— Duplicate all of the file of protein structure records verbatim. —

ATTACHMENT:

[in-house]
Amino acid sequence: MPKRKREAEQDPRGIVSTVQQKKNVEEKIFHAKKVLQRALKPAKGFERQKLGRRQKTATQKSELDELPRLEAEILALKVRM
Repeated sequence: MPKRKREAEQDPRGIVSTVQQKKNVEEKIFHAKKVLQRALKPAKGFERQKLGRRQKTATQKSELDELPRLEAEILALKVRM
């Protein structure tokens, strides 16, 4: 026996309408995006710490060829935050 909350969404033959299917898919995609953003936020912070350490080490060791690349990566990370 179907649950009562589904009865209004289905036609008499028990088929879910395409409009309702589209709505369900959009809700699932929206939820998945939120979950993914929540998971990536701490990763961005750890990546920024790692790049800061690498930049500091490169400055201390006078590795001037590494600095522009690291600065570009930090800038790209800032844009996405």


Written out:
[in-house]
Amino acid sequence: MPKRKREAEQDPRGIVSTVQQKKNVEEKIFHAKKVLQRALKPAKGFERQKLGRRQKTATQKSELDELPRLEAEILALKVRM
Repeated sequence: MPKRKREAEQDPRGIVSTVQQKKNVEEKIFHAKKVLQRALKPAKGFERQKLGRRQKTATQKSELDELPRLEAEILALKVRM
């Protein structure tokens, strides 16, 4: 026996309408995006710490060829935050 909350969404033959299917898919995609953003936020912070350490080490060791690349990566990370 179907649950009562589904009865209004289905036609008499028990088929879910395409409009309702589209709505369900959009809700699932929206939820998945939120979950993914929540998971990536701490990763961005750890990546920024790692790049800061690498930049500091490169400055201390006078590795001037590494600095522009690291600065570009930090800038790209800032844009996405």